Posted on Model – D DOROTHY HERNANDEZ | TUESDAY, DECEMBER 1, 2020
Looking to order tacos for carryout, buy Detroit-centric clothes, or deck your home with festive holiday decorations? Skip the behemoth online retailer and find these local goods and more on a new e-commerce platform that highlights Southwest Detroit businesses.
The COVID-19 pandemic has stirred fears and uncertainty for small businesses across the country; according to the U.S. Chamber’s latest quarterly Small Business Coronavirus Impact Poll, more than half (58%) of business owners surveyed were worried about having to permanently close. And entrepreneurs in Southwest Detroit have also felt the pain.
In our story published Nov. 17, SBDA’s President and CEO Robert Dewaelsche told us that overall commerce in Southwest Detroit is at the moment due to the pandemic. “We have not seen that many businesses close, but the vast majority have had to shift gears.”
As many businesses adapt to stay afloat amid great challenges such as finding and keeping frontline workers, the Southwest Detroit Business Association (SDBA) has launched “Shop Southwest Detroit,” a one-stop e-commerce shop featuring local businesses, to help owners and entrepreneurs adapt and bridge the digital divide.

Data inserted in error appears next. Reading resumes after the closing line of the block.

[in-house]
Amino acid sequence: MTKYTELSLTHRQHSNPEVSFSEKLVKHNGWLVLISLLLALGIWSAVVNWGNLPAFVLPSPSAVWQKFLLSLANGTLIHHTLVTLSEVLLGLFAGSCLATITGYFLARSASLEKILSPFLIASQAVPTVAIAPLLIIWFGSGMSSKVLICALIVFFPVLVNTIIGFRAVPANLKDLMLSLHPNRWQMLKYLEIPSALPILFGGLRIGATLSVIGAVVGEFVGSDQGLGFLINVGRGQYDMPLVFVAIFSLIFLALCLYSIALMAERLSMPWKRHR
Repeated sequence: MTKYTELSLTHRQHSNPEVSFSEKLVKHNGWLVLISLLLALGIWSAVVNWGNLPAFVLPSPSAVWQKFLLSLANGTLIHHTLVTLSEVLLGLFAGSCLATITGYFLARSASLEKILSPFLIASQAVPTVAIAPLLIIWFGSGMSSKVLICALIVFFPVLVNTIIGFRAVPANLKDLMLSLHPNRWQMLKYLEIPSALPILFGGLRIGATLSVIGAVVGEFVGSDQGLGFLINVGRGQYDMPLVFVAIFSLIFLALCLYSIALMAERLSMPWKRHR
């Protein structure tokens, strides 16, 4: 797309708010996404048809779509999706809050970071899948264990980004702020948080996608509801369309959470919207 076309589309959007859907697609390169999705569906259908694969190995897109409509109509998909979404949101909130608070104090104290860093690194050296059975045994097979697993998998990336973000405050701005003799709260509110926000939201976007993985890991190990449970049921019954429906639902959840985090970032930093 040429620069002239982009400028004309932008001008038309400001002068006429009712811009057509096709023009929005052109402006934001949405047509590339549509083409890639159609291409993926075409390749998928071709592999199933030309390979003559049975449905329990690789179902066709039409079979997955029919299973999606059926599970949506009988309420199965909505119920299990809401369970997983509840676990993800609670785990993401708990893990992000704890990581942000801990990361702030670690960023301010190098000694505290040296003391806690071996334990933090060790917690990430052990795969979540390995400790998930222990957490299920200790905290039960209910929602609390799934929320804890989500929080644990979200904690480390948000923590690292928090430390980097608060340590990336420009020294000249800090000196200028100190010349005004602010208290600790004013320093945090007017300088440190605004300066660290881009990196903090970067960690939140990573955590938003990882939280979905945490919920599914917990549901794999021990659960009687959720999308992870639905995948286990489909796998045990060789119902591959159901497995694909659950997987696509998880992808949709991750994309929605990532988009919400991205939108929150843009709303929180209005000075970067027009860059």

Supported by Bank of America, the platform, which went live on Black Friday, is organized by category: carryout; fashion and clothing; electronics; e-bikes; and home goods. Participating businesses include: All About Technology; Alvarez Designs; Antojitos El Catracho Restaurant; El ArteSano Juice & Café Bar; Detroit Forever 313; ESI Hardware Store; Hacienda Mexican Foods; Joyeria Panchos; La Jaliciense Supermercado & Taqueria; La Palapa del Parian; La Posada; La Terraza; London Consulting; Los Altos Restaurant; Lotus Essences; Neveria Guadalajara; Quince Primaveras; SDBA Gift Shop; Sicily’s Pizzeria & Subs; TS Designs; and Xochi’s Gift Shop.
“This new, exciting initiative will accelerate the evolution of small business models in our community to offer a more effective online marketing and customer experience,” says Dewaelsche. “When successful, participating businesses will be able to rebuild lost connections with their customers while attracting new patrons to purchase their products and services online.”
Businesses each have their own dedicated online page that features their products and/or services. Customers can peruse and add to their carts and then choose shipping or delivery.
The SDBA annually serves more than 300 businesses and entrepreneurs representing restaurants and other foodservice providers, retailers, health care, manufacturing, and human services industries. Most of the businesses in Southwest Detroit are typically owned by immigrants, minorities, and women, who often face barriers as entrepreneurs, from lack of training to resources to respond to economic issues quickly, says Dewaelsche.
Despite these challenges, “our business owners recognize opportunities for growth and are willing to try new strategies when presented with an opportunity that is within their economic capacity. We are proud to help them overcome the hurdles they are often confronted with in their daily business practices,” he says.
For more information about the SDBA and its “Shop Southwest Detroit” program, including sponsorship opportunities, visit the website or email email@example.com.